Another advantage of planning (early) is that you can spread the expenses. Last summer I found great backpacks on sale, and immediately ordered them and took them off the shopping list. I’ve paid for several hotels and other accommodations I found with the help of TripAdvisor. At this point I’m reviewing travel insurance, I advise you to do some research as some things might already be covered under your current life and medical insurances. The only expenses left are food and a few taxi and train trips.

Most travel guides have a section about Thai culture and the general dos and don’ts. I’m no saint and probably stepped on a few Thai tails myself, but I highly recommend to inform yourself a little bit. For example, most people from the West (Europe and US) live at a much faster pace, be prepared for things to go much slower and don’t get annoyed by that.

Thai people are usually soft-voiced and rather avoid confrontation and arguments. If something is not OK, or the way you like it, just smile and gently ask for something else, don’t raise your voice, make a fuss, or point your finger, it’ll make things much more complicated. Don’t complain if you only get one toilet roll (while you only paid $12 a night for your beach bungalow?) just go buy another one yourself, or use water, just like the Thai do.

Other things are just common sense, put on a T-shirt or top when you go to a restaurant or visit a store. Dress appropriately when entering a temple (no bare shoulders or tiny shorts). When you make a little effort to blend in and welcome sanuk and sabai, you’re in for an unforgettable time and might even feel becoming part of the Thai family that runs your hotel or resort. For now, I’ll end with a video from Sunny, he’s very straightforward, but he has lived in Thailand for over 15 years and he knows…






Zen is in. Everything is zenable these days. What is Zen?

“One way to think of zen is this: a total state of focus that incorporates a total togetherness of body and mind. Zen is a way of being. It also is a state of mind.”

Got it? Got Zen? How about this one: “Zen is a Japanese school of Mahayana Buddhism emphasizing the value of meditation and intuition.”

For most of us, Zen is connected to peacefulness, being at ease. For me, it also means I feel “flow”, a state of heightened focus. Mihaly Csikszentmihalyi—glad I don’t have to pronounce his name—a positive psychologist, has made flow, happiness, creativity, and fulfillment the focus of his life. He notes that things (including money) can’t really make us happy, instead, the activities that bring about a state of “flow” provide long lasting satisfaction.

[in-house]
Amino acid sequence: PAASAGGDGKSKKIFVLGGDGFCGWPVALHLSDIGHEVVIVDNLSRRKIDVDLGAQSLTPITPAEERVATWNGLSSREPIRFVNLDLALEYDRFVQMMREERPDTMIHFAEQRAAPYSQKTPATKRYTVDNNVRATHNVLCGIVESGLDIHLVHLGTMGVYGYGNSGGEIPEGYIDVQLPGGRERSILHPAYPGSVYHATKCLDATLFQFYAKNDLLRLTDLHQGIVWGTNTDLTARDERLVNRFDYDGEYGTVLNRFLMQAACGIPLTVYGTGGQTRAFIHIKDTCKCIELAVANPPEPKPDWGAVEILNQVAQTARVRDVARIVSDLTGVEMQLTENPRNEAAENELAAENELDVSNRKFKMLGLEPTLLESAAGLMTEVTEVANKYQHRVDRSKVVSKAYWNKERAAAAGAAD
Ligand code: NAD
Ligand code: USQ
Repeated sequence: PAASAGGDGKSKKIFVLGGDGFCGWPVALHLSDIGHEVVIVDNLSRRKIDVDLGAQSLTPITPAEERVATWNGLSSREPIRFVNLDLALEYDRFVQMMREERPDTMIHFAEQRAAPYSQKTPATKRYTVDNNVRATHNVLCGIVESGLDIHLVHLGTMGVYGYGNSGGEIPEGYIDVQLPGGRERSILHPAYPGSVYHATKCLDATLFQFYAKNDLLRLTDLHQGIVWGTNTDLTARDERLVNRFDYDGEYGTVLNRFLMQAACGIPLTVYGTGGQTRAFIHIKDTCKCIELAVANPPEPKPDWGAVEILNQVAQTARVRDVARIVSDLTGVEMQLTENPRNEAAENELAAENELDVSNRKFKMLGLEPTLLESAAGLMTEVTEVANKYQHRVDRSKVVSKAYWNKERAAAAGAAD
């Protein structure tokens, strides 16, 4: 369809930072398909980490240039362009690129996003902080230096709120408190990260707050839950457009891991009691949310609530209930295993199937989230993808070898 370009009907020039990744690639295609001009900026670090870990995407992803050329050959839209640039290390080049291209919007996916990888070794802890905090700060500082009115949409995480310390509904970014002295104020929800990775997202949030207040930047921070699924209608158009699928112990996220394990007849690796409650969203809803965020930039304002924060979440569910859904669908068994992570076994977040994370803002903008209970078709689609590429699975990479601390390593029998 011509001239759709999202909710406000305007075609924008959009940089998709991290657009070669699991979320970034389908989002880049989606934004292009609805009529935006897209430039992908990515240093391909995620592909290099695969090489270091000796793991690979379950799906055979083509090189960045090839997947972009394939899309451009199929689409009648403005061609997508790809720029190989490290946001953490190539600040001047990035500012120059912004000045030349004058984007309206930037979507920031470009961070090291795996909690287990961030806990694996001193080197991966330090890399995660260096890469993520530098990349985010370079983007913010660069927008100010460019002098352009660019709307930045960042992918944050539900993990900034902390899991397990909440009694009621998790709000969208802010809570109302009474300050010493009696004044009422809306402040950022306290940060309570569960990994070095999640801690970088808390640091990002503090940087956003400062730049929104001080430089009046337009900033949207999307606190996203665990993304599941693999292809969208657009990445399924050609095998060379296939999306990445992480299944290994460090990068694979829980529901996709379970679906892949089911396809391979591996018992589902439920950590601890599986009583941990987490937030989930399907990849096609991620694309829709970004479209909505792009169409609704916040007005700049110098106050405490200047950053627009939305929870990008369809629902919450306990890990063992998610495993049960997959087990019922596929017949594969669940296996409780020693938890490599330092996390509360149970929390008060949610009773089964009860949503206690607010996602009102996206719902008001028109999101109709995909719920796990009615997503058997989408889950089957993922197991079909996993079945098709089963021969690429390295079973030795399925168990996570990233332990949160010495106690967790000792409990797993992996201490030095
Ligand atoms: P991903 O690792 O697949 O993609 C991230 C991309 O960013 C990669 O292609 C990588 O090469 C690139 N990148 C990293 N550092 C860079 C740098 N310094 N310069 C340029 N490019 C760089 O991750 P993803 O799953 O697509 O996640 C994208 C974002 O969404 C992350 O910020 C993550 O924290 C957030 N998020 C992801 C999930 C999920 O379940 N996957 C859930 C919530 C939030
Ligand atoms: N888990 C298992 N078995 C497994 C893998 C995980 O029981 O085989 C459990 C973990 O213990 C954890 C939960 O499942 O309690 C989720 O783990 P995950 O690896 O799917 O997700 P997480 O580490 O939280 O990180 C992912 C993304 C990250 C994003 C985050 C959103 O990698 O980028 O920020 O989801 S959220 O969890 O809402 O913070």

When you’re in flow, you forget about time and your surroundings, and perhaps you might forget the daily challenges as well. When one is in flow, everything goes automatically, without thinking, you don’t have to think. You’re thoughtless, yet very aware.

This brings me to Zentangles, a new hype that was recently brought to my attention. Some might call this doodling with pen and ink. I think they are beautiful line drawings of patterns. The people behind this “Zen” product saw a market. They call it a method, and recommend you take classes and one can also become a certified instructor. They even sell stacks of square papers (a “real” Zentangle is made on a square piece of paper).

faith georgia.jpg

Doodle art by Faith Georgia (not a Zentangle!)

I think this is utter baloney. Especially when they start talking about Zentomology. As a marketer and bachelor of fine arts, I can appreciate their boldness. Afraid a lot of people will get trapped in this marketing hype. They even went as far as to try to patent it (they were rejected 8 times).

You can’t patent drawing or art! Besides all that, they miss the point of “flow” and the limitlessness of Zen. All I want to say is: you are more creative than 1000 Zentangles, just grab a pen and paper (as small or as big as you want, square, rectangle or triangle) and start with the first line…

…or dot.

There we go again…

Thinking…I thought I had left it behind me, and finally entered the realm of just being and doing. NOT.


I met some seriously strange characters in Prague. 1990


I realized my blog does not really have a theme, and thought it should, or does it? Why is it that everybody—including myself—wants to write, post, vlog, present, share, etc? Is this a new era of self-expression?

Are we doing this just because it feels good? Are we doing this because we think we have something really important to say or show? Or is it just because it’s so easy these days? Perhaps it makes us feel a little more significant and famous for a minute or more?

Why do I write this blog? I live a pretty mediocre life as a full-time working, single mom in the suburbs. OK, I’m not an average Joe/Mo, but I do my very best to blend in. Maybe that’s what bothers me?

Maybe it’s time to not blend or bend anymore, and just let it all go the way it flows. It’s amazing how quickly, little rules can take over. For example, I thought my blog posts needed to be long and deep. How about short and sweet?


By the way, that Basque cake with semolina cream, cinnamon-vanilla sauce and ice milk was sweet indeed, yum!

À demain!